organic acidaemia

organic acidaemia

A nonspecific term for a group of metabolic disorders characterised by a defect of metabolism of organic acids (especially branched-chain amino acids—isoleucine, leucine and valine), resulting in their accumulation in the circulation and excretion in the urine.
 
Clinical findings
Developmental delays, poor feeding, lethargy, vomiting, dehydration, malnutrition, hypoglycaemia, hypotonia, metabolic acidosis, ketoacidosis, hyperammonaemia and, untreated, death.
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References in periodicals archive ?
It is one of the cerebral organic acidaemia, which lacks general metabolic derangements like hypoglycaemia, metabolic acidosis or hyperammonaemia seen in inherited metabolic disorders presenting with metabolic decompensation.
Hyperammonaemia is a metabolic disturbance of the urea cycle characterised by an excess of ammonia in the blood.(1) Hyperammonaemia may develop soon after birth (early onset), or in childhood, adolescence or adulthood (late onset) and can be inherited or acquired.(2) Urea cycle disorders are extremely rare with an overall prevalence estimated at 1:8,000-1:44,000 births.(3) However, these values may be underestimated due to under-diagnosis, misdiagnosis and absent neonatal screening programmes.(3) Organic acidaemias are also rare, with a European prevalence estimated at 1:29,000-1:65,000(4).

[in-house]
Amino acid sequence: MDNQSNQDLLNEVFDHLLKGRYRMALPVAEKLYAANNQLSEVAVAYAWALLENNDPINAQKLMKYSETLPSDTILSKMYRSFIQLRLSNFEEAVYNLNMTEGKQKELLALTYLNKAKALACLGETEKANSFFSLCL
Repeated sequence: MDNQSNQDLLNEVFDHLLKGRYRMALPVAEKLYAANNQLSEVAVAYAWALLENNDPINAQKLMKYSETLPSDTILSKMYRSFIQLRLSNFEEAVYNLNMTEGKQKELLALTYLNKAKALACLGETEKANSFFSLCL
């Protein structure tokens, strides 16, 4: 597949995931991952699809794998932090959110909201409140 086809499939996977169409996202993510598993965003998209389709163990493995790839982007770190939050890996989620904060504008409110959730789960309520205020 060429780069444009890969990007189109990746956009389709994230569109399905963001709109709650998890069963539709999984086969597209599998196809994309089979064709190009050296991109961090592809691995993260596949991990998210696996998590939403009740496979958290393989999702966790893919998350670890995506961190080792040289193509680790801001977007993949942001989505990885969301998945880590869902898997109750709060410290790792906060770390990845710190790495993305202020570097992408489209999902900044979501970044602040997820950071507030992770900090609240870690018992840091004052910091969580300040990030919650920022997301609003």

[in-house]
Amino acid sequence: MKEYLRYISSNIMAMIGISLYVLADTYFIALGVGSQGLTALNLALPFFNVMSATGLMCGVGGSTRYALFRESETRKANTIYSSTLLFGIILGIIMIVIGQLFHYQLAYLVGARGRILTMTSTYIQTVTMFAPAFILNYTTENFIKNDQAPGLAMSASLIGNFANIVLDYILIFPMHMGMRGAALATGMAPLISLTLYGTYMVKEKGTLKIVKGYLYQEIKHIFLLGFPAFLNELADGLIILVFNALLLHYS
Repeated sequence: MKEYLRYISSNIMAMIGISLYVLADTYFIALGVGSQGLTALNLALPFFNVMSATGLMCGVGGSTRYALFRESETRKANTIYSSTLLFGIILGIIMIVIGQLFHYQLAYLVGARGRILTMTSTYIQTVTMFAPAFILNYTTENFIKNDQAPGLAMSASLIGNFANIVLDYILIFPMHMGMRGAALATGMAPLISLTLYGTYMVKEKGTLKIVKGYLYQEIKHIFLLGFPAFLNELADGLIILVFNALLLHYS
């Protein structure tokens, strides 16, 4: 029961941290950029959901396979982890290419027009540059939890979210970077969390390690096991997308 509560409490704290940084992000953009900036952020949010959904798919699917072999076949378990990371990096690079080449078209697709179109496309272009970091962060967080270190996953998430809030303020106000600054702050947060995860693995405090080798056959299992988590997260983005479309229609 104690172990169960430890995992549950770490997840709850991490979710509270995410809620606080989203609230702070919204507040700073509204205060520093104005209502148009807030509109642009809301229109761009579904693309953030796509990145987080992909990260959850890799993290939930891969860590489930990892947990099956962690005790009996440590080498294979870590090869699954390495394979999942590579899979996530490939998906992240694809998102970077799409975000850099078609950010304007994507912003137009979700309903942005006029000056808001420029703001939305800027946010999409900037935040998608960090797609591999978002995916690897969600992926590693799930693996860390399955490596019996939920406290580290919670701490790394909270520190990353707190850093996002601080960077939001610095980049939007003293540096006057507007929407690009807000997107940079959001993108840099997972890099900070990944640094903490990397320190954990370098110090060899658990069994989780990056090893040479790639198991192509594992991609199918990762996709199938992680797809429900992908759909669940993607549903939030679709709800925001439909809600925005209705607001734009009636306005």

These cases represent over 60% of all IMDs diagnosed in this period and the majority fall into 3 main categories, namely the organic acidaemias (OAs), the urea cycle defects (UCDs) and the mitochondrial cytopathies.
* metabolic diseases such as Wilson's disease, alpha 1 antitrypsin deficiency, Crigler-Najjar syndrome, and other inborn errors of metabolism (tyrosinaemia, hyperoxaluria, organic acidaemias)
The determination of carnitine levels by electrospray tandem mass spectrometry using dried blood spot in filter paper, for the detection of defects in fatty acid oxidation and organic acidaemias, has been described (12-14), the butylester derivatives and underivatized carnitine and acylcarnitines share a common product ion, which is singly charged with a mass of 85 Da, and thus allows the use of MS/ MS for the analysis of these compounds (15), however the methods used for measuring carnitine and acylcarnitines can be influenced by several factors when samples are obtained or even during the laboratory procedure when samples are analysed (16).